Discussion in 'Landscape & Cityscape' started by fmw, Dec 9, 2006.
The sand dunes at Death Valley National Park, California.
Hard to get those without them being smeared by footprints. A little different angle than the usual also. Pretty good.
Thanks. I shot the dunes from the road - 2 miles away - with a tripod mounted 500mm f4 lens. You don't see this angle much because it is a long way from the road. Glad I had some big iron with me that day.
I thought it looked like it was from the Stovepipe Wells direction. Got some more from DV?
This URL should bring up a shot of the entire valley from the lookout point straight above Badwater. Is it diablo point or something like that?
And, of course, the ever popular Badwater
This is at one of the many ruins around the park. I always marvel at the hard time plants have in this area. Zero trees.
Every time I go to Las Vegas for a trade show, I leave a 1/2 day open for Death Valley. It is a spectacular place. I never get tired of it.
Dante's View. The ruins are at Harmony- Mustard Canyon behind the ruins are interesting to drive through. Badwater is looking particularly shriveled.
I try to make Death Valley a couple times a year.
Nice shot on the Dante's View photo.
No doubt you know your way around the park. This visit was in late November and it was pretty chilly at Dante's View near sunset. I think it is around 6,000 ft altitude there. I remember I was shaking a little as I made the exposure. I used a 24mm wide angle lens and was afraid I would still get camera shake. I almost broke out the tripod. It worked out OK.
I also noted that the drop from this location to Badwater is greater than that of the Grand Canyon rim to the river. It's easy to lose sight of the scale of things there. Post some of yours if you get a chance. I enjoy seeing the place.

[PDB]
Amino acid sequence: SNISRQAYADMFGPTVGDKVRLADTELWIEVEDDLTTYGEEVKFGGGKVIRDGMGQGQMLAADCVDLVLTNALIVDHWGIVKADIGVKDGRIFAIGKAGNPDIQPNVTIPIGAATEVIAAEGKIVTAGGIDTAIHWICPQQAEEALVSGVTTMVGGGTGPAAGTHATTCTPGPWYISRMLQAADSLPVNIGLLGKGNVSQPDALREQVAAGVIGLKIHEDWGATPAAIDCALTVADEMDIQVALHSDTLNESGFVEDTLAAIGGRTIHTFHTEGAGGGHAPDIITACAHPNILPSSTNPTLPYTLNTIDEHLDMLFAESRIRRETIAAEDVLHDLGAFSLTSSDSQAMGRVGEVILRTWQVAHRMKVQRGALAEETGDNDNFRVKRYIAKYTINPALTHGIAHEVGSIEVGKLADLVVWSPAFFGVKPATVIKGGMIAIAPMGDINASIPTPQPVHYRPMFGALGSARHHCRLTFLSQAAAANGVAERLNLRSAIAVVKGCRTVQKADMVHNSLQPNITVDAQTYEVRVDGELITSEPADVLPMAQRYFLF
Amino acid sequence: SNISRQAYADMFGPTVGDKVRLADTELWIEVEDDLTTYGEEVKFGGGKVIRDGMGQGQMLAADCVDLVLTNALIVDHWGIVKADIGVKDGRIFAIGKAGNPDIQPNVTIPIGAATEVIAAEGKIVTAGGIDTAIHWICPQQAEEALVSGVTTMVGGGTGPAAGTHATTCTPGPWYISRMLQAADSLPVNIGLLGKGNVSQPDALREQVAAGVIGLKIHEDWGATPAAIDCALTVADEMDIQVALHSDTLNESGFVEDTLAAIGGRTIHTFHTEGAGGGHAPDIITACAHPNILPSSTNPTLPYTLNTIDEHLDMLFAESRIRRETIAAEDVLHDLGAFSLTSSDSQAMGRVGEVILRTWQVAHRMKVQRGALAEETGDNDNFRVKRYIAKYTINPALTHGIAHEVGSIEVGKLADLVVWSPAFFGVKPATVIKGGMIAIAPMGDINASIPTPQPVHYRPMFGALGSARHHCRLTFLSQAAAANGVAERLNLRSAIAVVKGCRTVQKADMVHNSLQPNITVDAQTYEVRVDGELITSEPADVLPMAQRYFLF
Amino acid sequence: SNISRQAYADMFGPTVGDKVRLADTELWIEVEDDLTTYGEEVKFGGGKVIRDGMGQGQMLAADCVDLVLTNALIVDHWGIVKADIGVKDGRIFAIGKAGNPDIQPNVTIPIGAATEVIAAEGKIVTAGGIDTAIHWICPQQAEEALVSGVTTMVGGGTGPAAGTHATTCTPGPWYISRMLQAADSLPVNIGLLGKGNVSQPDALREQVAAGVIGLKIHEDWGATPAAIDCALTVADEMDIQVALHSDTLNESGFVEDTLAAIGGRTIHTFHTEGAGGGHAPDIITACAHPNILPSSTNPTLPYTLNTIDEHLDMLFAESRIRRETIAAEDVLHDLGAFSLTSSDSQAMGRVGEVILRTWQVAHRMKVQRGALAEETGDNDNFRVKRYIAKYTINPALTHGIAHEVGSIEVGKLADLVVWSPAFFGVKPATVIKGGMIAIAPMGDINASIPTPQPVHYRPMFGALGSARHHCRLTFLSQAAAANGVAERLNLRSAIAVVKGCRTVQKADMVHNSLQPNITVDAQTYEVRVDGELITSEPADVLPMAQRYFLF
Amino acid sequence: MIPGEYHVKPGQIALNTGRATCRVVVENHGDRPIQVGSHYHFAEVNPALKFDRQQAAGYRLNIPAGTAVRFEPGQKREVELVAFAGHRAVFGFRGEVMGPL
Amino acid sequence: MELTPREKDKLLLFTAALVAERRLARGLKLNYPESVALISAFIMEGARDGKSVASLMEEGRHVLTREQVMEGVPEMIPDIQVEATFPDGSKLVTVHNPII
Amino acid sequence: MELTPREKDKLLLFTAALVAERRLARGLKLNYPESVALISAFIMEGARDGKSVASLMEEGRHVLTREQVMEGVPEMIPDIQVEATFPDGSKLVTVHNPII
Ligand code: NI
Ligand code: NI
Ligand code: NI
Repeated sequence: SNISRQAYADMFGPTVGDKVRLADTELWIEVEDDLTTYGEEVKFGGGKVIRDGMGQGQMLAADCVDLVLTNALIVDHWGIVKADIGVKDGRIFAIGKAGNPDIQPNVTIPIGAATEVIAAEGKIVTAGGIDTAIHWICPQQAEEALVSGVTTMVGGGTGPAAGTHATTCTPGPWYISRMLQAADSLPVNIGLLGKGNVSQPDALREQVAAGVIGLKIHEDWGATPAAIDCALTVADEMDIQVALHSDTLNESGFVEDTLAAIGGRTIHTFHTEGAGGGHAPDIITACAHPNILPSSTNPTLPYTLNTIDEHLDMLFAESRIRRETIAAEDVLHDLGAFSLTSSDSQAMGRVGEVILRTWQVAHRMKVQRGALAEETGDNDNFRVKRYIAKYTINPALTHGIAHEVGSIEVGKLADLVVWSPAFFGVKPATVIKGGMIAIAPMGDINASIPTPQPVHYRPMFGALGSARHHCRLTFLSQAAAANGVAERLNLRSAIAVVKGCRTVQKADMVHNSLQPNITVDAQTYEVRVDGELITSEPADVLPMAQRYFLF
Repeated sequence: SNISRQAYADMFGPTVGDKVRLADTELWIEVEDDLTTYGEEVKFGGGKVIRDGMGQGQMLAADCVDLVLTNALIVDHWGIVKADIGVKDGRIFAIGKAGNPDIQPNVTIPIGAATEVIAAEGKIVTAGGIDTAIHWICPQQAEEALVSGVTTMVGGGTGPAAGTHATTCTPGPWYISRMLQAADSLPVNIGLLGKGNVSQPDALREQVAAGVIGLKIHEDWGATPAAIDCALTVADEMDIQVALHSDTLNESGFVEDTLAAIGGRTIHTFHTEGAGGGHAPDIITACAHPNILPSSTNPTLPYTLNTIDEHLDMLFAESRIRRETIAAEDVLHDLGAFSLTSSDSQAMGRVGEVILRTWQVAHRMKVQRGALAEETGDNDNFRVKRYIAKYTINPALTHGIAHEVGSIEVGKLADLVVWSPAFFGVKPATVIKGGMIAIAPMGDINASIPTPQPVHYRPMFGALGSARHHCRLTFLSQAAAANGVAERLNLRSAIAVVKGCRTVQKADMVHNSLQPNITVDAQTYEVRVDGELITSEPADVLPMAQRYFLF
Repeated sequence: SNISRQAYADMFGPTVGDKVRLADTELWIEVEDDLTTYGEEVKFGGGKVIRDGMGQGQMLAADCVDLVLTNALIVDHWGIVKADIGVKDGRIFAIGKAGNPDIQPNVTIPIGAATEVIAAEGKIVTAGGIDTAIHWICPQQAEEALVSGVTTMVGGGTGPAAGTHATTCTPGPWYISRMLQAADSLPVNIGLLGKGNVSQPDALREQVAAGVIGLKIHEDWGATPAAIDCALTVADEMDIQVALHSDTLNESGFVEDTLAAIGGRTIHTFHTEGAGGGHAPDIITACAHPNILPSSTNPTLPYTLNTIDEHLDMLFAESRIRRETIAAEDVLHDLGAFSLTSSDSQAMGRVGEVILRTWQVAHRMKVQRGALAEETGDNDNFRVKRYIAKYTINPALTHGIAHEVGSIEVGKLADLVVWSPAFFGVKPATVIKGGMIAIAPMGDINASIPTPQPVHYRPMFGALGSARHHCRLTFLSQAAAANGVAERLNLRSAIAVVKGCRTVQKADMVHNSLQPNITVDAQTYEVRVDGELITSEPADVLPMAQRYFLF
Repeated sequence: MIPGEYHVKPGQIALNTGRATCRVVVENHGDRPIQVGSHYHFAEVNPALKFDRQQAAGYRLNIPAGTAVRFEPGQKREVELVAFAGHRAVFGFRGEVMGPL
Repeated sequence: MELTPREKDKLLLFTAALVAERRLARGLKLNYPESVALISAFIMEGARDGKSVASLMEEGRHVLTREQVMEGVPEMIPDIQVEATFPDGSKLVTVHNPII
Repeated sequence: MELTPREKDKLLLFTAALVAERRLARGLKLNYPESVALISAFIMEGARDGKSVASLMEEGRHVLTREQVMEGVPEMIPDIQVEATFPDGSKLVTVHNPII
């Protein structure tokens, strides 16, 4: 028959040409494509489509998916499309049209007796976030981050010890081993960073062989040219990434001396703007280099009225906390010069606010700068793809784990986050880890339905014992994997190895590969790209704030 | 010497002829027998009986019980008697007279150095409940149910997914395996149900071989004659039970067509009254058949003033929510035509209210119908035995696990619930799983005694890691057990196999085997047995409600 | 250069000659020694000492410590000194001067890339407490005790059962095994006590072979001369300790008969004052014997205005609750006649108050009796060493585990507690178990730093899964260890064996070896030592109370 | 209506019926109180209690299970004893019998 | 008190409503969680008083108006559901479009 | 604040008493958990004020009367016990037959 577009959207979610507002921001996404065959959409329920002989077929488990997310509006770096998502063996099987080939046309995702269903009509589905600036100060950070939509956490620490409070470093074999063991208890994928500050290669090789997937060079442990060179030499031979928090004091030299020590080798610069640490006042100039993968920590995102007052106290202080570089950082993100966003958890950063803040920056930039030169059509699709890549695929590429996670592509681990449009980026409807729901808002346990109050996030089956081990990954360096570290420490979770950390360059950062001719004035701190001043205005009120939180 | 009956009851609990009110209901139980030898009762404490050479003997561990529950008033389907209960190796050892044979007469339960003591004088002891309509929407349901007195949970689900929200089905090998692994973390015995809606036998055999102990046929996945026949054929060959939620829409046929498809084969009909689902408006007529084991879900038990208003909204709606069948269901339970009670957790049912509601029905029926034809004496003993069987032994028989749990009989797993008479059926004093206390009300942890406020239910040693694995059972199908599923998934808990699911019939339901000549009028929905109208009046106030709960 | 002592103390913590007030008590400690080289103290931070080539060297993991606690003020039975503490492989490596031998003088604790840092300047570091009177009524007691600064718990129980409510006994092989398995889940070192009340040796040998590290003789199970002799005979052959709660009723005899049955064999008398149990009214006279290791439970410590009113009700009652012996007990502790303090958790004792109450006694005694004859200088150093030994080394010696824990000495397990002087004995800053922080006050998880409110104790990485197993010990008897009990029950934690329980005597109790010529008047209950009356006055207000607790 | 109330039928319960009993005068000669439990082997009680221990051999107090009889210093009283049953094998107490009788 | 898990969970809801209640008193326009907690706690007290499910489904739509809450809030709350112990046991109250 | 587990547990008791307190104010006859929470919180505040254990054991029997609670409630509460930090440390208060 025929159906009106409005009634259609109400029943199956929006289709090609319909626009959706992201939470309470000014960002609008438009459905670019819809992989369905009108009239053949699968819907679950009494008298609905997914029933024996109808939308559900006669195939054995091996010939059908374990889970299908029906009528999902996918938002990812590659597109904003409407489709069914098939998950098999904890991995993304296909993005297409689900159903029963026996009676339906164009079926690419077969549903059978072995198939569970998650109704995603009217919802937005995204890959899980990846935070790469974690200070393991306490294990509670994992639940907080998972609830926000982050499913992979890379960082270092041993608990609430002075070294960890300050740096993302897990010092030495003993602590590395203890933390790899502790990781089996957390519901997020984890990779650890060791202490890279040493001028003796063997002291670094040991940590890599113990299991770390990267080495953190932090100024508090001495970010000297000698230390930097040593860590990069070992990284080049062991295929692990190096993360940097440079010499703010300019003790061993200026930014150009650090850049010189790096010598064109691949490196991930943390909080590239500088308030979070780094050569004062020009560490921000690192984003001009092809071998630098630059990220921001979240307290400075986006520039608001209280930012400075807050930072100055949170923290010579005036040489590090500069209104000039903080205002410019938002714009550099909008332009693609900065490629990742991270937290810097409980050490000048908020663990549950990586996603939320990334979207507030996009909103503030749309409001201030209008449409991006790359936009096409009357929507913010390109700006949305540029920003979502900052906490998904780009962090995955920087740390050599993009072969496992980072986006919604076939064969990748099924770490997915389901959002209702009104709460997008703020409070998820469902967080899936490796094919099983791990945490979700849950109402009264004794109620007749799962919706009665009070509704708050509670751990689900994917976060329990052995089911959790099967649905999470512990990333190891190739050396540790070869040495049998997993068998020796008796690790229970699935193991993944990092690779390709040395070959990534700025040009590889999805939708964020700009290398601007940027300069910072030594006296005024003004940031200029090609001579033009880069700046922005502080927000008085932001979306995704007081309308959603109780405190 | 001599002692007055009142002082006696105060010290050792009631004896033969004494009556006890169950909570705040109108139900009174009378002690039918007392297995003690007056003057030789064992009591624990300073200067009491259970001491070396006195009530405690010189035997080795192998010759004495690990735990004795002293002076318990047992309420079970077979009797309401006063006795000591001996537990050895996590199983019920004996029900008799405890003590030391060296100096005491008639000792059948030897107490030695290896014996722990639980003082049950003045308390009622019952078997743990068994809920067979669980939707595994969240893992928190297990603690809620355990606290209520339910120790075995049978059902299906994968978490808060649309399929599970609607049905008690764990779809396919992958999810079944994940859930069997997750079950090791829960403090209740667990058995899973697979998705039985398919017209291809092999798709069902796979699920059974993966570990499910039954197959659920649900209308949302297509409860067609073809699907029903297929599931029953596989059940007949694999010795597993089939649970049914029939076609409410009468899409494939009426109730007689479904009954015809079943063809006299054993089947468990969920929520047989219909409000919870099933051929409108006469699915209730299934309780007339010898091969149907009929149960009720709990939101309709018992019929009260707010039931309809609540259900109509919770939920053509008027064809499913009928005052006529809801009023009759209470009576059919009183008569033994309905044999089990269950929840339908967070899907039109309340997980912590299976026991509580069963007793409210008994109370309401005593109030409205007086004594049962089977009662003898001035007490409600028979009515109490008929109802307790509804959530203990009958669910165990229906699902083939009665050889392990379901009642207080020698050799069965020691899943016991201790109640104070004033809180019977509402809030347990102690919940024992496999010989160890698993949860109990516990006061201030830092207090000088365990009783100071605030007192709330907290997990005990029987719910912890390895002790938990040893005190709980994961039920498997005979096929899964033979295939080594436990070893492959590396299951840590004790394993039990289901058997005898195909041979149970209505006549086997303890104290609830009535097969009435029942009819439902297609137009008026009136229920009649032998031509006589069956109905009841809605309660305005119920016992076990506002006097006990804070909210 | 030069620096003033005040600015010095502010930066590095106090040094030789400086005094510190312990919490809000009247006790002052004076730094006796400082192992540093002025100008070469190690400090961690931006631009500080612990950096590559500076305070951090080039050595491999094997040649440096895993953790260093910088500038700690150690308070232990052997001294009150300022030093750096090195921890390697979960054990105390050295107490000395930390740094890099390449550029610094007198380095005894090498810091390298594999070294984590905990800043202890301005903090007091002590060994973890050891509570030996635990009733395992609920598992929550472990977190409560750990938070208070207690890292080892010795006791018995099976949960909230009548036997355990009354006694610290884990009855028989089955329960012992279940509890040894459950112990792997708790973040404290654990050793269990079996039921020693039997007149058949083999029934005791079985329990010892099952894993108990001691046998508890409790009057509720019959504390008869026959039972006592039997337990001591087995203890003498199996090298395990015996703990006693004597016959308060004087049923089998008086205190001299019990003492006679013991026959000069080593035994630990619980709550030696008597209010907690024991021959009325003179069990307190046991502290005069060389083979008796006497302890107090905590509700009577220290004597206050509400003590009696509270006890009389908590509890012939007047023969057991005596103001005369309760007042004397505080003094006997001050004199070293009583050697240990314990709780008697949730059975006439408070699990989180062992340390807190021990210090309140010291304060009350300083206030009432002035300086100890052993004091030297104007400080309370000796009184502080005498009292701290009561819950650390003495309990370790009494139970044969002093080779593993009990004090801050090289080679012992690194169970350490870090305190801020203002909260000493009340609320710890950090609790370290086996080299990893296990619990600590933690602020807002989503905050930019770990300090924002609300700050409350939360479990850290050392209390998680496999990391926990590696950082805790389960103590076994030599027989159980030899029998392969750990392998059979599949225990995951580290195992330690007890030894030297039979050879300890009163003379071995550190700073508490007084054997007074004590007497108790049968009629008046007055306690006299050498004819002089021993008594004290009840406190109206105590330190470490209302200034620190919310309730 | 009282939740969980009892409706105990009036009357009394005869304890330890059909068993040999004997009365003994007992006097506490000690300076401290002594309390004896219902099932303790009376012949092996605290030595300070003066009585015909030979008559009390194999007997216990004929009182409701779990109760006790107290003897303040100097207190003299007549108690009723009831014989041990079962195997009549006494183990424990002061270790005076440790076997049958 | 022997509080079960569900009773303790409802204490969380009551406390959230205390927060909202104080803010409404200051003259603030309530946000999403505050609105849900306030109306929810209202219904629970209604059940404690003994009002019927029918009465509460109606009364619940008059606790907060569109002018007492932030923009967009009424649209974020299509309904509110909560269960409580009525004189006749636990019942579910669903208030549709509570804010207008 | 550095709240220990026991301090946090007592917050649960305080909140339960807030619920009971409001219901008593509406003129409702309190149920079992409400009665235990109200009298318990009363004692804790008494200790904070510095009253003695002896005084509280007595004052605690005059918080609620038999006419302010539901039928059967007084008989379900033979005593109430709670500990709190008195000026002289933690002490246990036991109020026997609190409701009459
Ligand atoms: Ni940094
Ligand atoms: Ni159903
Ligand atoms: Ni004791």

I really like Death Valley, but I'm a fool for the desert no matter where I'm at in it. I've been planning a trip up to Surprise Canyon, a controversial canyon on the other side of the Panamint Mountain range (the mountains on the left of your Dante's View photo) where access rights are being fought over in court. One side wants it closed to motorized use, one side wants to lift jeeps up by winch into it. It is a very narrow canyon, and sure enough, today and tomorrow, the days I'd like to shoot it, it's raining. The canyon is prone to flash flooding.
Photos of DV that I've taken in the last 10 years have been assembled into a somewhat comprehensive/incomprehensible list here:
A lot of them are pretty crummy. I have a couple trips I made last spring and winter I haven't gotten to post yet. I'll have to dig them up. I've been trying to focus on land formation and ecosystems the last 3-4 months.
I almost forgot, one of the most excellent things about the park, the people. I really like meeting the people from all over the world there. One 'for instance', last spring, on the ridge that extends away from the Dante's View parking area, I was out taking photos and a couple from Holland came out to see what I was doing. We spent a good half-hour just talking and enjoying the view
My God! A 500mm lens IS a "big iron" indeed! Can't say I have ever even SEEN one! And an f4 lens that long too boot. Wow.
* I am not getting envious * I am not getting envious * I am not getting envious * I am not getting envious *
Don't get too envious. These lenses are large and heavy. They are hard to control and hard to move around. They are virtually impossible to hand hold. I got mine to do sports photography back when I had a couple of pro sports teams as clients. Here's a shot of the "big iron." The big black cylinder that looks like a trash can beside it is the lens hood.
Thanks for the photo tour. I enjoyed it. I used to live in Oregon. There is, or at least was, an area around the Three Sisters mountains called a primitive area. No motorized vehicles were allowed. In fact nothing motorized or electrical was allowed. You could walk or ride a horse. It was pristine. You could get 100 miles from a road and be in places that, perhaps, nobody had ever been. I found some obsidian arrow heads there that had been made by the Indians who knows how long ago. I like the concept of barring motorized traffic from some places. Yosemite would be a good place to start.
Sounds really nice. I like the solitude- but I'm finding out that sometimes groups aren't too bad (if done in reasonably small scale). In fact the Death Valley Historical Society is sponsoring a photo workshop in Jan/Feb that I'm planning on attending. I couldn't afford the David Muench trip like I had wanted.
Desert Indians are fascinating to me. I've been attending lectures on desert archeology and been learning more about prehistoric Native Americans in the desert southwest. Love this stuff.
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